There was some speculation earlier this month as to whether DUP ministers, having resigned from Stormont following allegations that a high-ranking member of Sinn Féin was involved in the murder of ex-IRA paramilitary Kevin McGuigan, continued to draw a salary despite refusing to serve the people they were elected to serve.
Speaking to the Irish News, Health Minister Simon Hamilton said that the DUP was making arrangements to return wages earned while ministers were in office.
“If people have got a payment and they return to their posts then they have to return that money, and that’s the arrangements that are in place.”
On the same day, East Derry MP Gregory Campbell suggested salaries had been repaid by cheque, while a statement from DUP headquarters said discussions were taking place with Northern Ireland Assembly authorities.
As the money is paid under legislation by the assembly we have had discussions with the assembly finance authorities about not only stopping future payments but also the repayment of any payments previously made. As a result of those discussions appropriate arrangements are be made to ensure that happens.
But a response from the assembly to a Freedom of Information request submitted by the Irish News suggests that no such discussions had taken place.
As at the close of business on October 7 2015 the NI assembly has no correspondence or record of any discussions, nor have any meetings been arranged with the DUP regarding ministerial salaries.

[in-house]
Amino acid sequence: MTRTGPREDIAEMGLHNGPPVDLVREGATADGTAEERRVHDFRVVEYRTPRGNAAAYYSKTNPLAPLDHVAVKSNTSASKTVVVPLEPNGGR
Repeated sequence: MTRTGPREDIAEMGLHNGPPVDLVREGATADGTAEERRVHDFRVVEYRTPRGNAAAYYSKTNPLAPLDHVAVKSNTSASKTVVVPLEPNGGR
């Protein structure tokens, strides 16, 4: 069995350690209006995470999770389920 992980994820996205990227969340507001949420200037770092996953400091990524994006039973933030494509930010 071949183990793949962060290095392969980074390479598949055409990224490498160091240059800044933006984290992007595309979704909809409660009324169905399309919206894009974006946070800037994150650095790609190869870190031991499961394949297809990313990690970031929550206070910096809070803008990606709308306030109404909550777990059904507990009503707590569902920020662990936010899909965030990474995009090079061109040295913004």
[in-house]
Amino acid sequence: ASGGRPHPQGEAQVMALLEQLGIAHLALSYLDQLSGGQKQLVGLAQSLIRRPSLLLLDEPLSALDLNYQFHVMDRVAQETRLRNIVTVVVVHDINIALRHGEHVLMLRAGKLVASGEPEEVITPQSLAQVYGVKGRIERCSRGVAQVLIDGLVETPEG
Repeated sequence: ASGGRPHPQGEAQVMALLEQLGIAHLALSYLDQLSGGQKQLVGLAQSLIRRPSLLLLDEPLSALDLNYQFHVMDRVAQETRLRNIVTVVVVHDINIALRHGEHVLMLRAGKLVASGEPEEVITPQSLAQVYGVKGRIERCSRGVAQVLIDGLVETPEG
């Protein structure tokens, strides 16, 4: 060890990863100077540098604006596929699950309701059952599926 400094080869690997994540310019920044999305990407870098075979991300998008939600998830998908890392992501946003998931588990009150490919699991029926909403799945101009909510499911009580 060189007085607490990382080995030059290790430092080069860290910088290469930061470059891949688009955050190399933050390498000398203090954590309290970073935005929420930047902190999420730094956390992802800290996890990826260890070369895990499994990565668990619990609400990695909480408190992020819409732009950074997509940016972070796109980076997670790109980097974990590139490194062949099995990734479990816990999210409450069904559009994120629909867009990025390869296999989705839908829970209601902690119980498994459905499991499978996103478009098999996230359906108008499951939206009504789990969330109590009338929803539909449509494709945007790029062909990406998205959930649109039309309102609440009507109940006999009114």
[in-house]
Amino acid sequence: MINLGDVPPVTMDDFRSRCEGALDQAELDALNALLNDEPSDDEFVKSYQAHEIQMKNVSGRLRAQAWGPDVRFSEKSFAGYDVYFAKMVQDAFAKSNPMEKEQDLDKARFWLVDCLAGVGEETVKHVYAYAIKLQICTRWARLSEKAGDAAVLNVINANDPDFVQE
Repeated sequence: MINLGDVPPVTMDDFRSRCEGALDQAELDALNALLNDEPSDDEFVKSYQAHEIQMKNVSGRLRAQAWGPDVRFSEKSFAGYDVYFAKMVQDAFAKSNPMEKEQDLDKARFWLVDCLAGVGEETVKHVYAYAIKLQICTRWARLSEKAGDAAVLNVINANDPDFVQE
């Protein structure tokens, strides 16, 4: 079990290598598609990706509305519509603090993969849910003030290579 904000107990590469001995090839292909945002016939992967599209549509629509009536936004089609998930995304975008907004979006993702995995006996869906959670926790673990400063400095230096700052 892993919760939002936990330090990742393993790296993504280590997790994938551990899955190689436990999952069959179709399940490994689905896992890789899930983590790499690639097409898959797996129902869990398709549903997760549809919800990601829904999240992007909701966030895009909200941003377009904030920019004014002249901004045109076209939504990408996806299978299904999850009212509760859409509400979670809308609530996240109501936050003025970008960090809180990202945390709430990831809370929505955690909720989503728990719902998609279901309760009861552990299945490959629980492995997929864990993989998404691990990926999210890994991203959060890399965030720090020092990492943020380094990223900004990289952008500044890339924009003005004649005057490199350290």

If you’re claiming the moral high ground, it benefits to practice honesty. Failing this, at least get your story straight.
DUP ministers returned to Stormont on Wednesday following the publication of the British government’s assessment into paramilitary groups in Northern Ireland. While the assessment was able to confirm suspicions that the Provisional IRA remains operational, the allegation that Sinn Féin was involved in the murder of Kevin McGuigan has not borne out.
With Stormont returned to its former glory, the assembly has revealed that DUP ministers have resigned and resumed office more than 20 times between September and October. In the interim, the public health system and other important public services have suffered. Patients, some of whom can’t afford to wait, have been forced to put their health on hold.
Lest we forget, I’ve taken the liberty of updating Simon Hamilton’s Wikipedia page.